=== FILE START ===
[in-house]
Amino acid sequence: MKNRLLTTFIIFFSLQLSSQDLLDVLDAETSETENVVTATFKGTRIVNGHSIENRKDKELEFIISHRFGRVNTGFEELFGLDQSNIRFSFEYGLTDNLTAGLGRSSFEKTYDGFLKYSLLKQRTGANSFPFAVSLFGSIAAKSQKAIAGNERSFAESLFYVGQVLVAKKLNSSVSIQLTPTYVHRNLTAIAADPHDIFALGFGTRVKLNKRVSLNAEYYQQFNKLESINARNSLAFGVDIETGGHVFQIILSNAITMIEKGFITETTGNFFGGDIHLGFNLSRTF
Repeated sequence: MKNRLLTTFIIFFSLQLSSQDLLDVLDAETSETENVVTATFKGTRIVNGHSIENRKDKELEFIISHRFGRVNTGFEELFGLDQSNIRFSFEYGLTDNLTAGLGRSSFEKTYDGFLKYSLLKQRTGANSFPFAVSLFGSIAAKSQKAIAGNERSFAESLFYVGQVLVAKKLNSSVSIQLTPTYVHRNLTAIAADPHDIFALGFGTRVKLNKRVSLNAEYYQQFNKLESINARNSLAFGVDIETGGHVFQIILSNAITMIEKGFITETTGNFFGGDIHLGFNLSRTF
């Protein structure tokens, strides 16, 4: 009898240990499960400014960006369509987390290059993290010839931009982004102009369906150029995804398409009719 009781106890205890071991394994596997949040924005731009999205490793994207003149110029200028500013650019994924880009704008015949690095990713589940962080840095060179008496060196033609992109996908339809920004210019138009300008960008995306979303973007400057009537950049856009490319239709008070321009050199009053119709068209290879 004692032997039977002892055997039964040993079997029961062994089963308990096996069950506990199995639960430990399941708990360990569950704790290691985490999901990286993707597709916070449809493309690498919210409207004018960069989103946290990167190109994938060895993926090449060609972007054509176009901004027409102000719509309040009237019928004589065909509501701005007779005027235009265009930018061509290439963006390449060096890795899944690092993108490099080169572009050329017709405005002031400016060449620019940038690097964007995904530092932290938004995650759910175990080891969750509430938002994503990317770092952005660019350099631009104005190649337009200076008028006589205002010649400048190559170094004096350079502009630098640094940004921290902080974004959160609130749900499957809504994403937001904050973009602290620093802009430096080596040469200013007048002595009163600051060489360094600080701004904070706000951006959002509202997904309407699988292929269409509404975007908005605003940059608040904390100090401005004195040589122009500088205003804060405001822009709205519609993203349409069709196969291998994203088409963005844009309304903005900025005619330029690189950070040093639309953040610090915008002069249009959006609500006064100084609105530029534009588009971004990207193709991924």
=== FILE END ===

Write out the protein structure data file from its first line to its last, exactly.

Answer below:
[in-house]
Amino acid sequence: MKNRLLTTFIIFFSLQLSSQDLLDVLDAETSETENVVTATFKGTRIVNGHSIENRKDKELEFIISHRFGRVNTGFEELFGLDQSNIRFSFEYGLTDNLTAGLGRSSFEKTYDGFLKYSLLKQRTGANSFPFAVSLFGSIAAKSQKAIAGNERSFAESLFYVGQVLVAKKLNSSVSIQLTPTYVHRNLTAIAADPHDIFALGFGTRVKLNKRVSLNAEYYQQFNKLESINARNSLAFGVDIETGGHVFQIILSNAITMIEKGFITETTGNFFGGDIHLGFNLSRTF
Repeated sequence: MKNRLLTTFIIFFSLQLSSQDLLDVLDAETSETENVVTATFKGTRIVNGHSIENRKDKELEFIISHRFGRVNTGFEELFGLDQSNIRFSFEYGLTDNLTAGLGRSSFEKTYDGFLKYSLLKQRTGANSFPFAVSLFGSIAAKSQKAIAGNERSFAESLFYVGQVLVAKKLNSSVSIQLTPTYVHRNLTAIAADPHDIFALGFGTRVKLNKRVSLNAEYYQQFNKLESINARNSLAFGVDIETGGHVFQIILSNAITMIEKGFITETTGNFFGGDIHLGFNLSRTF
């Protein structure tokens, strides 16, 4: 009898240990499960400014960006369509987390290059993290010839931009982004102009369906150029995804398409009719 009781106890205890071991394994596997949040924005731009999205490793994207003149110029200028500013650019994924880009704008015949690095990713589940962080840095060179008496060196033609992109996908339809920004210019138009300008960008995306979303973007400057009537950049856009490319239709008070321009050199009053119709068209290879 004692032997039977002892055997039964040993079997029961062994089963308990096996069950506990199995639960430990399941708990360990569950704790290691985490999901990286993707597709916070449809493309690498919210409207004018960069989103946290990167190109994938060895993926090449060609972007054509176009901004027409102000719509309040009237019928004589065909509501701005007779005027235009265009930018061509290439963006390449060096890795899944690092993108490099080169572009050329017709405005002031400016060449620019940038690097964007995904530092932290938004995650759910175990080891969750509430938002994503990317770092952005660019350099631009104005190649337009200076008028006589205002010649400048190559170094004096350079502009630098640094940004921290902080974004959160609130749900499957809504994403937001904050973009602290620093802009430096080596040469200013007048002595009163600051060489360094600080701004904070706000951006959002509202997904309407699988292929269409509404975007908005605003940059608040904390100090401005004195040589122009500088205003804060405001822009709205519609993203349409069709196969291998994203088409963005844009309304903005900025005619330029690189950070040093639309953040610090915008002069249009959006609500006064100084609105530029534009588009971004990207193709991924």